ARC Review: Poisoned

We love feminist fairy-tale re-tellings on this blog. In this stunning version of Snow White, Jennifer Donnelly treats us to a book about the strength of kindness. Sometimes the villains in stories are not what they seem – this story is the kind that brings out a reader’s empathy. Love, friendship and the power of being softhearted are all strong themes – if you’re looking for a feminist spin on a famous fairy-tale then Poisoned is the book for you.

Star rating: 5 stars

Sophie’s soft heart is not enough for her cruel step-mother Queen Adelaide. She must find a strong husband to help her rule when the time comes. Queen Adelaide is harsh and vapid, but there’s more to her story than meets the eye. In this book there is a different adversary, and Queen Adelaide has made a terrible deal.

Sophie’s the kind of girl that rescues puppies and saves wolves. When she is hunted down by the Queen’s huntsman, her heart is stolen. She is saved by 7 brothers who have a sad history of their own. From then on, she goes on a journey – both literally and figuratively. For the first time in her life, she has real friends, but will she ever love herself enough to be strong enough to win back her heart?

I loved Sophie’s personality – and this book’s spin on the 7 dwarfs. The romance was also really touching and slow burn, just how I like it. It is fast paced with plenty of action mixed in with great character development. Adelaide’s story was one all too familiar of fairy-tale villains and I really enjoyed this version of an even step-mother.

Overall, this book is worth every star in it’s 5 star rating and I can’t wait to see what Jennifer Donnelly does next.

Have you read any of Jennifer Donnelly’s books? Stepsister its a really great story too. Let me know if you’re going to get this one when it comes out in October!

ARC Review: Legendborn

This book gave me so many nostalgic feelings of 2008/9. It takes a familiar premise and elevates to another level – it is unique in it’s representation of fantasy in YA. The magic system is interesting, but it also explores Black history in a way I wasn’t expecting. It is honest, full of characters that quench curiosity and Tracy Deonn absolutely knows how to tell a story. Legendborn is not one to miss, and I see it being an awesome TV series in the future if handled correctly.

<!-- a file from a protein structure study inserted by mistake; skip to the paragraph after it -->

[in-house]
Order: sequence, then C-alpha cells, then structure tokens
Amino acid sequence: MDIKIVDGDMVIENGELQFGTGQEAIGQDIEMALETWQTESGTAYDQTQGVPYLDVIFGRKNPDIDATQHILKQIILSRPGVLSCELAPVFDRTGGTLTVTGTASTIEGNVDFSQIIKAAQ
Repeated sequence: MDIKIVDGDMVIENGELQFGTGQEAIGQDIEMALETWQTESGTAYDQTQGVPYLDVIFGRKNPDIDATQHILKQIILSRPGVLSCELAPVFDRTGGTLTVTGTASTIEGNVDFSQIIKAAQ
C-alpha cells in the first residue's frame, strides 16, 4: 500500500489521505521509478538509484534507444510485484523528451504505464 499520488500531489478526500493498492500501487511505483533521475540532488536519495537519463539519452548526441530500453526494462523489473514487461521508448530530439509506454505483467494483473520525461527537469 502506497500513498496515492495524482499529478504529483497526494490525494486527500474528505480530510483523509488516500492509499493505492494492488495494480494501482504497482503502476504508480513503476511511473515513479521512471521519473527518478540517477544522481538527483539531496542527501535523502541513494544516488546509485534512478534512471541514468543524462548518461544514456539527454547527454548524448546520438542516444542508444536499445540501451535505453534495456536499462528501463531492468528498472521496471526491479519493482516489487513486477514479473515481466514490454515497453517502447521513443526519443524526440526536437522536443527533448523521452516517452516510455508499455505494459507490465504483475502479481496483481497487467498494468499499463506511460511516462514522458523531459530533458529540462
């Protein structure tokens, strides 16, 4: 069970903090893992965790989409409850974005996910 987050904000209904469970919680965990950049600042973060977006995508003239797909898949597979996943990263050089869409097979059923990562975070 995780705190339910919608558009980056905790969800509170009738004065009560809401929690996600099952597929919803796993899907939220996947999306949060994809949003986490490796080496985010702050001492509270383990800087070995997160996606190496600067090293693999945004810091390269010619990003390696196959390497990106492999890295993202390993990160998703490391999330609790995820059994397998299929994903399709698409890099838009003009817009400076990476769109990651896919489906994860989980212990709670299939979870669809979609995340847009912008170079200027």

Star rating: 5 stars

Bree Matthews loses her mother at only 16 years of age. Right before she dies, they fought over Bree’s acceptance to an Early College program in Carolina. Still grieving, Bree moves into dorms with her best friend Alice, and they begin their life of independence. While Alice settles into her academics, Bree is drawn into a secret magical society that is somehow connected to her mother. Built on legacy, she is an outsider who knows too much to ignore.

The magic system is routed in the legend of King Arthur, with family lines driving the future of the society. Nick and Selwyn are Bree’s main companions throughout the book. Nick is set to be the next leader but he doesn’t want to be. Selwyn is a Kingsmage (a Merlin) set to serve Nick. I don’t want to detail the structure of the society too much because of spoilers, but it makes for a great competition and interesting politics.

What elevates this book is its discussions of African American history and slavery, particularly the way it handles the magic system. I loved the flashbacks, the family dynamics. Bree’s personality also works so well with her story, I honestly couldn’t find out what happens fast enough.